OSS 117 Murder For Sale (1968)
Country: France / Italy
Original Title: Niente rose per OSS 117
Directed by Renzo Cerrato, Jean-Pierre Desagnat, Andre Hunebelle
John Gavin, Curt Jurgens, Margaret Lee, Luciana Paluzzi, Robert Hossein, Rosalba Neri, George Eastman

Music by Piero Piccioni

Out of all the OSS 117 films from the sixties and seventies – there’s seven in all – this one held the most interest for me because it stars John Gavin as secret agent OSS 117. As many of you may be aware, John Gavin was cast as James Bond in Diamonds Are Forever. After some last minute negotiations – and a hefty sum of money – Sean Connery was convinced to don the tuxedo and toupee once more. Subsequently, Gavin was paid out. But I have often wondered what kind of Bond he would have been? This French Italian co-production is as close as we’ll ever get to knowing.

The film starts off rather briskly. It starts in Washington, and some heavyweights for an un-named spy organisation – let’s call them the OSS just for convenience – are going over some political assassination files. A voiceover states that of all the political assassinations that have taken place, there are only two in which the killer was identified. So the OSS are sure that there’s a secret organisation out there that specialises in murder. They have to come up with a plan that will expose the murderous organisation and bring them to justice.

Some time later, we are in Rome, and a bank robbery is taking place. A villain smashes a second storey window with a suitcase and then, in a smooth fluid movement, leaps down to the footpath below. The jump would have shattered my ankles, but this guy is a pro. He sprints off down the street with the case of filthy lucre in his hand. Several police officers are soon on hand and try to apprehend the thief, but he pulls out a pistol and shoots down the officers in cold blood. Make no mistake, this is one bad-ass perpetrator.

After the titles and a swinging organ theme tune by Piero Piccioni – that is to say that the theme features someone playing a groovy electric organ – not pertaining to Mr. Piccioni’s appendage and any uses he may (or may not) have put it to – we find out that the bank job was a set up. The bad-ass perpetrator was secret agent Jonathan Roberts (John Gavin). I know what you’re thinking. Isn’t OSS 117 supposed to be Hubert Bonisseur de La Bath? You’ve got to remember that this is an English dub, and his character name has been Anglicised. So if you don’t mind, to keep things simple, I will refer to out dashing hero as ‘Roberts’.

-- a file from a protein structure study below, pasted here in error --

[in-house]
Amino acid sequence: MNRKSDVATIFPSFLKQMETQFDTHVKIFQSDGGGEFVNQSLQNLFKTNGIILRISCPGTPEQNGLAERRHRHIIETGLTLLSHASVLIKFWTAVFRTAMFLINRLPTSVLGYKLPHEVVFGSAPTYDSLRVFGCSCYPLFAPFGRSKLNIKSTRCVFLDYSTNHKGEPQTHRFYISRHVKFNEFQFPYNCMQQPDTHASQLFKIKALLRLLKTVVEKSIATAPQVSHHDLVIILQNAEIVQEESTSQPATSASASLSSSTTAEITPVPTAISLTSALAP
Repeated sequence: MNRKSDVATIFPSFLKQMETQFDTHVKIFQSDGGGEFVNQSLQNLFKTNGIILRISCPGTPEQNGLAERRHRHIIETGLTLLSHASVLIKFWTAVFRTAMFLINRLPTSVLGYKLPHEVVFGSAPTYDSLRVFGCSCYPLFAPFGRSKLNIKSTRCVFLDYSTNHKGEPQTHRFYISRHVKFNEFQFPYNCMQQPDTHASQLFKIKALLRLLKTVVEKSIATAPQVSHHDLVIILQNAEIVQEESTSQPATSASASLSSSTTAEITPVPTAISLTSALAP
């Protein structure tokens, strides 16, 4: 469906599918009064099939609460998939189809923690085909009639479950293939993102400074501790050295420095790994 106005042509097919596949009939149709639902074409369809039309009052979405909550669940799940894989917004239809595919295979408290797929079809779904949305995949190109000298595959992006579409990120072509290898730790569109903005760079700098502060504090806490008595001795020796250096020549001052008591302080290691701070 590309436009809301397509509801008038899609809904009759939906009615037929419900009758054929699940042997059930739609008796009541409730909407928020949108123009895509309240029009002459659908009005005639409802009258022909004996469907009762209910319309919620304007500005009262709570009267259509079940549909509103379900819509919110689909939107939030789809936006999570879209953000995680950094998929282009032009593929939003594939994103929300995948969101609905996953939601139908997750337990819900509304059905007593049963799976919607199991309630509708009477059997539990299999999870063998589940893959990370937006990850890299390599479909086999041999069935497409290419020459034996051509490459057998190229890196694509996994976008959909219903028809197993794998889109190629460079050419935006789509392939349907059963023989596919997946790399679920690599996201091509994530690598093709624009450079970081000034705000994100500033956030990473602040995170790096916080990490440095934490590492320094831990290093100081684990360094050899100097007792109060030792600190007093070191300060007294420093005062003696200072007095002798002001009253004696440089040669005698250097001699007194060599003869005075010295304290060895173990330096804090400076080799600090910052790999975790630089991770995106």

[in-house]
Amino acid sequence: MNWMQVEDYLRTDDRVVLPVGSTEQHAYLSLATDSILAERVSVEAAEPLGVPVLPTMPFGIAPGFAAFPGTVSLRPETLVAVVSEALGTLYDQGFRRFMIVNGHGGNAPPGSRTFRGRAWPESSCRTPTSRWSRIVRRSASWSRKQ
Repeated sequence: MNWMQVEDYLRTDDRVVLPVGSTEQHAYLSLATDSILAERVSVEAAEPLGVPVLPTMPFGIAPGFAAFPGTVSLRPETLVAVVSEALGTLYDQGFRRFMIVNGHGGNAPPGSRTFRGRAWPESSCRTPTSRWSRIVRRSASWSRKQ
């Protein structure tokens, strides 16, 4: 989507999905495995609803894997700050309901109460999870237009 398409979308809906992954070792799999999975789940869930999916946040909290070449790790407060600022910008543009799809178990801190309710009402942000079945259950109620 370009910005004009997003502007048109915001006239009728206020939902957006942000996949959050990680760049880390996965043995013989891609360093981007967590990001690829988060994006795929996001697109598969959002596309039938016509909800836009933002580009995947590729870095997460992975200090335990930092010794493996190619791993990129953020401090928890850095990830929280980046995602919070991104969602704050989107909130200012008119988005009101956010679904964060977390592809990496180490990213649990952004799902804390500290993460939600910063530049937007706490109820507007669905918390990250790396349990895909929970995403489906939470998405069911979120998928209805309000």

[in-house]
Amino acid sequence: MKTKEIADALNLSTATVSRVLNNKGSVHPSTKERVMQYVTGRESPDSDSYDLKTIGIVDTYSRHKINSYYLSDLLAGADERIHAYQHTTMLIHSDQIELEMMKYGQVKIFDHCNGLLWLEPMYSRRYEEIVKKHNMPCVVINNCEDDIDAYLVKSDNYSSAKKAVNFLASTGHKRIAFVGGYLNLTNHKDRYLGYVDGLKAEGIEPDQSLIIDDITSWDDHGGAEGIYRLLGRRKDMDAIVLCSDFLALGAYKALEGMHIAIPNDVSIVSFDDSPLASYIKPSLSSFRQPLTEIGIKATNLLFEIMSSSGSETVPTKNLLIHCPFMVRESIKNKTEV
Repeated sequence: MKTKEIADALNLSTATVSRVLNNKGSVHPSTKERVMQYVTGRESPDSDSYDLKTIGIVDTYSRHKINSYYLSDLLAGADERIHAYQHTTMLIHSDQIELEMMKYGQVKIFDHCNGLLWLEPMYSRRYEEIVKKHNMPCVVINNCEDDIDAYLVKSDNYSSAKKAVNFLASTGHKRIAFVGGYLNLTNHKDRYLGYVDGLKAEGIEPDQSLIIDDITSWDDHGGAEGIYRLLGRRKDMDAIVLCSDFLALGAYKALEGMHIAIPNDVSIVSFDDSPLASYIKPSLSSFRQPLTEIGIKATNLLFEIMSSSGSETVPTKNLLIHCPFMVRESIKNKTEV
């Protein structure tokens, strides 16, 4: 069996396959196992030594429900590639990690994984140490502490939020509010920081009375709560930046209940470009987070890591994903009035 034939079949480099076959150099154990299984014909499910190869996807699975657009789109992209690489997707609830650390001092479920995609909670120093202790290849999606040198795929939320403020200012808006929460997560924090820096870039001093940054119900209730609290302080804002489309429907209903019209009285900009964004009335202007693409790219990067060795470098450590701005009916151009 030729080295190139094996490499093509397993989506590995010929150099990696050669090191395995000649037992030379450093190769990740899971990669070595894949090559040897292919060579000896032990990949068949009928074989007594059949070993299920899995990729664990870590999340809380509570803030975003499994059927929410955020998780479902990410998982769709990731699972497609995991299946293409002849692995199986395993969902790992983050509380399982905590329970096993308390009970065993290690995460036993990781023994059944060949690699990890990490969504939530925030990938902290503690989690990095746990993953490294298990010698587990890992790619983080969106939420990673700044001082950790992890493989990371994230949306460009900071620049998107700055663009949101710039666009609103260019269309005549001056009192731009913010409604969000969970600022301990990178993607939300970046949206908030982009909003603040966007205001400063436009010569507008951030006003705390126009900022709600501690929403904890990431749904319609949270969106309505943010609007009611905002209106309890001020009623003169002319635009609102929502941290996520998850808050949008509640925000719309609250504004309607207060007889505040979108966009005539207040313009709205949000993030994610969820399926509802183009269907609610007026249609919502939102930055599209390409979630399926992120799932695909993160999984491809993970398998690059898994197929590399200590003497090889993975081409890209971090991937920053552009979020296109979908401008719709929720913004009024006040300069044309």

So the bank job was a setup to make Roberts look like a bad-ass perpetrator. Well, sort of? Sorry to confuse you, but Roberts has had plastic surgery to make himself look like notorious villain ‘Killer Chandler’ So Roberts, who is Hubert Bonisseur de La Bath is now Chandler. Got it? So to keep things simple, I will refer to our dashing hero as ‘Chandler’. I promise I won’t change his name again.

So our dashing hero, ‘Chandler’, wastes no time in worming his way into the bedroom of celebrated Spanish dancer, Concitta Esteban (Rosalba Neri). After, what we can only presume was a vigourous bout of bedroom acrobatics, he takes a little nap. At that time there is a knock on the door and a newspaper is slipped underneath. The paper contains a large front page story on the exploits of ‘Killer Chandler’. Concitta, fearing for her life, calls the police. They promptly arrive and after a minor scuffle, Chandler is taken into custody.

But Chandler’s headline grabbing antics have come to the attention of the right people (‘the right people’ meaning ‘the bad people’). As Chandler is being escorted to prison in a van, complete with motorcycle escort, a helicopter flies overhead. From its undercarriage, lowered via cable is a strange flying saucer type object. As it hangs over the motorcycle escort, it releases a knock-out gas, which causes the motorcycle riders to crash into fences and trees. It is truly a WTF moment, and as a hardened spy film viewer, I must admit a bit of a surprise. I hadn’t seen anything like it. Cool – stupid but cool!

The drivers of the van are soon overcome by the knock-out gas and grind to a halt. The helicopter lands and Chandler is spirited away to the secret headquarters of the evil organisation. In fact this evil organisation is called ‘The Organisation’. I know – it’s not very creative, but I guess by this time all the really good A.C.R.O.N.Y.M.s had been used.

Upon arrival, Chandler is given a medical examination, and who should be his doctor but Luciana Paluzzi. Paluzzi was a regular fixture in sixties spy films – and I feel my life is all the better for it. Undoubtedly her most famous role is as the evil S.P.E.C.T.R.E. agent Fiona Volpe in Thunderball.